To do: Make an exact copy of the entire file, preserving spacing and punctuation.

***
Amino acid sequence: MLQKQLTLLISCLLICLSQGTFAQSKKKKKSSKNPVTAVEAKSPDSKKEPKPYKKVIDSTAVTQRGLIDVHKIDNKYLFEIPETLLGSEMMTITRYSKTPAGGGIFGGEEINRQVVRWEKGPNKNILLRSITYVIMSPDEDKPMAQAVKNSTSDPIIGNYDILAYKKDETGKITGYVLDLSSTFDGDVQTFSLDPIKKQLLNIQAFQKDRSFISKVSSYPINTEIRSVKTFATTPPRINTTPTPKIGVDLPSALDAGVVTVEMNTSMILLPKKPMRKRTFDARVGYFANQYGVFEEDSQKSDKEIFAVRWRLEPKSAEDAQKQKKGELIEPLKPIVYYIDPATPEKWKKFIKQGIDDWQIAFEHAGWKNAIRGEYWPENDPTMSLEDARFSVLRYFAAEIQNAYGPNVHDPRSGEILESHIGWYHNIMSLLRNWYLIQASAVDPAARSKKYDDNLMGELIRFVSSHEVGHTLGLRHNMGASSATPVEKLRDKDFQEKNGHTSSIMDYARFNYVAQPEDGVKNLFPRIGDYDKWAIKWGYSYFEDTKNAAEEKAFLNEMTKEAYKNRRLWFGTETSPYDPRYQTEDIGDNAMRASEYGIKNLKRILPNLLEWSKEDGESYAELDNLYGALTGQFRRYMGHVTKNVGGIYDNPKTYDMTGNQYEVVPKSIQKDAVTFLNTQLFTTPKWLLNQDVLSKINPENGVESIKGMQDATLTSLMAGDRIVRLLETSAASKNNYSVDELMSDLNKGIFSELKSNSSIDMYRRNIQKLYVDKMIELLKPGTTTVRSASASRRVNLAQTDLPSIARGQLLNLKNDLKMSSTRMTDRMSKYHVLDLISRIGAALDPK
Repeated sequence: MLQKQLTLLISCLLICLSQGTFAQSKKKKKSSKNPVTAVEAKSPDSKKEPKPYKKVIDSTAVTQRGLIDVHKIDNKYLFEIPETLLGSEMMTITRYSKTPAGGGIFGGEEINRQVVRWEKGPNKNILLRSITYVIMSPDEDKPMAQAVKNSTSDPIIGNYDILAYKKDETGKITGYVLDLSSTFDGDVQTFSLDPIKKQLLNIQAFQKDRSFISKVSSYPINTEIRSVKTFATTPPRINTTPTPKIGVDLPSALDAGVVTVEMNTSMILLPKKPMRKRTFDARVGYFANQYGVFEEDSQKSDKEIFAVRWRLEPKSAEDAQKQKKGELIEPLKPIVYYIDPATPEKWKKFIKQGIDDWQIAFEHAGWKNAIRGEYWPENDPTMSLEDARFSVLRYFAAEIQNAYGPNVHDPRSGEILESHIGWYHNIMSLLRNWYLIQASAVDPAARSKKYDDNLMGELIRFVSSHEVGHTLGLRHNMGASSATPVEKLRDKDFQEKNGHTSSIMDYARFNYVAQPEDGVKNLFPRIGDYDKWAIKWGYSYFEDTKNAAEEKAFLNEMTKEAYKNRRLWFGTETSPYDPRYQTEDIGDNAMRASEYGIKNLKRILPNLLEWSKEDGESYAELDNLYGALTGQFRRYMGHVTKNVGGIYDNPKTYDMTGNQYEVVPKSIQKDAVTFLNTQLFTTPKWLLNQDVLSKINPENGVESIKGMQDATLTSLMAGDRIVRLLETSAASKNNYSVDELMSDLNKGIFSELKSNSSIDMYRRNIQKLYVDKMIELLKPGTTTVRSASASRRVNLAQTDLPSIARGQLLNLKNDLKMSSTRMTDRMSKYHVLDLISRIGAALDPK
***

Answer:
Amino acid sequence: MLQKQLTLLISCLLICLSQGTFAQSKKKKKSSKNPVTAVEAKSPDSKKEPKPYKKVIDSTAVTQRGLIDVHKIDNKYLFEIPETLLGSEMMTITRYSKTPAGGGIFGGEEINRQVVRWEKGPNKNILLRSITYVIMSPDEDKPMAQAVKNSTSDPIIGNYDILAYKKDETGKITGYVLDLSSTFDGDVQTFSLDPIKKQLLNIQAFQKDRSFISKVSSYPINTEIRSVKTFATTPPRINTTPTPKIGVDLPSALDAGVVTVEMNTSMILLPKKPMRKRTFDARVGYFANQYGVFEEDSQKSDKEIFAVRWRLEPKSAEDAQKQKKGELIEPLKPIVYYIDPATPEKWKKFIKQGIDDWQIAFEHAGWKNAIRGEYWPENDPTMSLEDARFSVLRYFAAEIQNAYGPNVHDPRSGEILESHIGWYHNIMSLLRNWYLIQASAVDPAARSKKYDDNLMGELIRFVSSHEVGHTLGLRHNMGASSATPVEKLRDKDFQEKNGHTSSIMDYARFNYVAQPEDGVKNLFPRIGDYDKWAIKWGYSYFEDTKNAAEEKAFLNEMTKEAYKNRRLWFGTETSPYDPRYQTEDIGDNAMRASEYGIKNLKRILPNLLEWSKEDGESYAELDNLYGALTGQFRRYMGHVTKNVGGIYDNPKTYDMTGNQYEVVPKSIQKDAVTFLNTQLFTTPKWLLNQDVLSKINPENGVESIKGMQDATLTSLMAGDRIVRLLETSAASKNNYSVDELMSDLNKGIFSELKSNSSIDMYRRNIQKLYVDKMIELLKPGTTTVRSASASRRVNLAQTDLPSIARGQLLNLKNDLKMSSTRMTDRMSKYHVLDLISRIGAALDPK
Repeated sequence: MLQKQLTLLISCLLICLSQGTFAQSKKKKKSSKNPVTAVEAKSPDSKKEPKPYKKVIDSTAVTQRGLIDVHKIDNKYLFEIPETLLGSEMMTITRYSKTPAGGGIFGGEEINRQVVRWEKGPNKNILLRSITYVIMSPDEDKPMAQAVKNSTSDPIIGNYDILAYKKDETGKITGYVLDLSSTFDGDVQTFSLDPIKKQLLNIQAFQKDRSFISKVSSYPINTEIRSVKTFATTPPRINTTPTPKIGVDLPSALDAGVVTVEMNTSMILLPKKPMRKRTFDARVGYFANQYGVFEEDSQKSDKEIFAVRWRLEPKSAEDAQKQKKGELIEPLKPIVYYIDPATPEKWKKFIKQGIDDWQIAFEHAGWKNAIRGEYWPENDPTMSLEDARFSVLRYFAAEIQNAYGPNVHDPRSGEILESHIGWYHNIMSLLRNWYLIQASAVDPAARSKKYDDNLMGELIRFVSSHEVGHTLGLRHNMGASSATPVEKLRDKDFQEKNGHTSSIMDYARFNYVAQPEDGVKNLFPRIGDYDKWAIKWGYSYFEDTKNAAEEKAFLNEMTKEAYKNRRLWFGTETSPYDPRYQTEDIGDNAMRASEYGIKNLKRILPNLLEWSKEDGESYAELDNLYGALTGQFRRYMGHVTKNVGGIYDNPKTYDMTGNQYEVVPKSIQKDAVTFLNTQLFTTPKWLLNQDVLSKINPENGVESIKGMQDATLTSLMAGDRIVRLLETSAASKNNYSVDELMSDLNKGIFSELKSNSSIDMYRRNIQKLYVDKMIELLKPGTTTVRSASASRRVNLAQTDLPSIARGQLLNLKNDLKMSSTRMTDRMSKYHVLDLISRIGAALDPK